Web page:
Known as the Nobel prize for students and the dream of young aspiring social entrepreneurs, the Hult Prize has made a name for itself for being the most attractive student competition of the year. With the promise of being catapulted towards a life of self-employment and social impact, 300,000 students from all over the world come together to dream, envision, and execute business ventures that address the most pressing environmental and social issues. This past 2020 was no exception, despite the pandemic, as the Hult Prize movement led to the creation of hundreds of concepts, relationships, and businesses that address a diverse range of environmental issues.
Among these was your Hult International Business School’s team, KASHEW, who finally managed to break the spell and make it through the global finals. We are proud to announce that KASHEW has been selected as one of the recipients of the Hult Prize seed capital investment. With that, we would like to welcome you to our three-part blog series where we will share our learnings and experience so that you can commence the Hult Prize journey with a head start.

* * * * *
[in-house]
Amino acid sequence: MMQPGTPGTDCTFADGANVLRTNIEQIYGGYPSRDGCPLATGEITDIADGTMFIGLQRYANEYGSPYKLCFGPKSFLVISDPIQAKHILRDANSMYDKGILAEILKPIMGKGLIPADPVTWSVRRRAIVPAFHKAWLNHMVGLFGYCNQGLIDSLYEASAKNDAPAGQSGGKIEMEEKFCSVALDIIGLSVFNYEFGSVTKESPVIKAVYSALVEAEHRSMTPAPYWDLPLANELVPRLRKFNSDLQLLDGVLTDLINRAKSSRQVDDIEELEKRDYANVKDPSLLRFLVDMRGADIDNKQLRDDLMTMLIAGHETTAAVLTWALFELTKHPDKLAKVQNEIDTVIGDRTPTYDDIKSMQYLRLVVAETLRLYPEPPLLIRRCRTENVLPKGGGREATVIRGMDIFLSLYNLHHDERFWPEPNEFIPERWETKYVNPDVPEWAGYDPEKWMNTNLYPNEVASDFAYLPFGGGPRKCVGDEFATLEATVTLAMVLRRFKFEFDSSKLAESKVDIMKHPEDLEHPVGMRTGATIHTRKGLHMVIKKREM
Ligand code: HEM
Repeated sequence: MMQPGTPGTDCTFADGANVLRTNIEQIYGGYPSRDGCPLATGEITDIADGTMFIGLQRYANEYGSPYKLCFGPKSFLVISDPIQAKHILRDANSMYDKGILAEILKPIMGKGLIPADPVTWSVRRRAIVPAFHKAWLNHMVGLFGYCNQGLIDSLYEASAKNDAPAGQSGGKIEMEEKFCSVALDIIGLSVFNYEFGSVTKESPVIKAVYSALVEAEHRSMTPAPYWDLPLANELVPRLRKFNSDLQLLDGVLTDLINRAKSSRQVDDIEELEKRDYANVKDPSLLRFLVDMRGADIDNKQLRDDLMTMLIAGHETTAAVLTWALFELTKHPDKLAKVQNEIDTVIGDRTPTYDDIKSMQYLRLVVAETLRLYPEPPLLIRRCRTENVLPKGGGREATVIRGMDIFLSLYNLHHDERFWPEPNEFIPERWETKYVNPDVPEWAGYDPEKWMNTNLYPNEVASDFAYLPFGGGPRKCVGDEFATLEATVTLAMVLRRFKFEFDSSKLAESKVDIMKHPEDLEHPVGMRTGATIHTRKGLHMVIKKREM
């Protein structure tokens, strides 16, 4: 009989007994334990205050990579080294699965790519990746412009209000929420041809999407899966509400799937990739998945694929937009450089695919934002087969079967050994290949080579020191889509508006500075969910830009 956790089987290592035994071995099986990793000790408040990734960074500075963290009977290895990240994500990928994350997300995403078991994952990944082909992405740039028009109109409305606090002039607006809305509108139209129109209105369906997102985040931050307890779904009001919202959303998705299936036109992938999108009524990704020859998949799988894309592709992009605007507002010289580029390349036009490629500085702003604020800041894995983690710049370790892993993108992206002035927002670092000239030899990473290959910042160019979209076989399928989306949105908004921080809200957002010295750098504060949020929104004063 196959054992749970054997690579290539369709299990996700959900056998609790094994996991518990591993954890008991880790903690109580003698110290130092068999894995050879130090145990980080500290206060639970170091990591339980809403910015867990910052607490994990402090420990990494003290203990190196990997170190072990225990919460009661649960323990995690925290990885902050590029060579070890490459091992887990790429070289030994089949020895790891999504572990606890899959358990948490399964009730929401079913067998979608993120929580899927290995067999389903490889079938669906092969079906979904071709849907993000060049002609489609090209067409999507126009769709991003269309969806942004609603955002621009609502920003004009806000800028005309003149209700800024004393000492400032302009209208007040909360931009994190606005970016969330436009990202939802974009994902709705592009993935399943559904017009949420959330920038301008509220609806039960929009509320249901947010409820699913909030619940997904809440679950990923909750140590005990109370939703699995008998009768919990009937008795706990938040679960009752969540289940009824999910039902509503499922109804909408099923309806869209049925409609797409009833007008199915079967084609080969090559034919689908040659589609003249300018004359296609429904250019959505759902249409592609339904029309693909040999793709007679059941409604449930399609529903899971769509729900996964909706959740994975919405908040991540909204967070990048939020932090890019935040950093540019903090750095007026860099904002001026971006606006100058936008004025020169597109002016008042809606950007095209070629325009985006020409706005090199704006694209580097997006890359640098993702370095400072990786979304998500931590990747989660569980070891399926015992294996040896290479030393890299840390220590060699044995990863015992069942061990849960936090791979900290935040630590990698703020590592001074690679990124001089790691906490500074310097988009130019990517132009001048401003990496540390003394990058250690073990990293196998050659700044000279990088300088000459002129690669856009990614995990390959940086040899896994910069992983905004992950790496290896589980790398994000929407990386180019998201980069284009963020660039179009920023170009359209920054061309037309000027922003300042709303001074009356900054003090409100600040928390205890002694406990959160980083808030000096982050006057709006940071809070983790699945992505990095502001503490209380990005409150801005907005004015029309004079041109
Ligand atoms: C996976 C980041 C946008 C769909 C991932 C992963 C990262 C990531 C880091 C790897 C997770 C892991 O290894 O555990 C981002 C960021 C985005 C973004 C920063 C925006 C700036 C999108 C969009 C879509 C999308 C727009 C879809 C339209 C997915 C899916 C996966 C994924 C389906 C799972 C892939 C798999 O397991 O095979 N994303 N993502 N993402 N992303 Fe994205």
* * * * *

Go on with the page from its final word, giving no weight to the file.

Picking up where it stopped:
In these three posts, we’ll first talk about the importance of the right team, second we’ll shine a light on our Hult Prize journey, and last but not least we’ll share all the tips and tricks that we have learned to deliver a bomb pitch!
It’s all about the team
Yes, your management professor was right when they said: “It’s all about the team”. The first crucial step when beginning your entrepreneurial journey is bringing the right people together to get the job done. We can confidently say that if you mess this up, you can forget the rest.
We’ll first cover the basics of how to build the core team. We will then venture into a couple of pointers for when you will be expanding and growing. Let’s dive right in: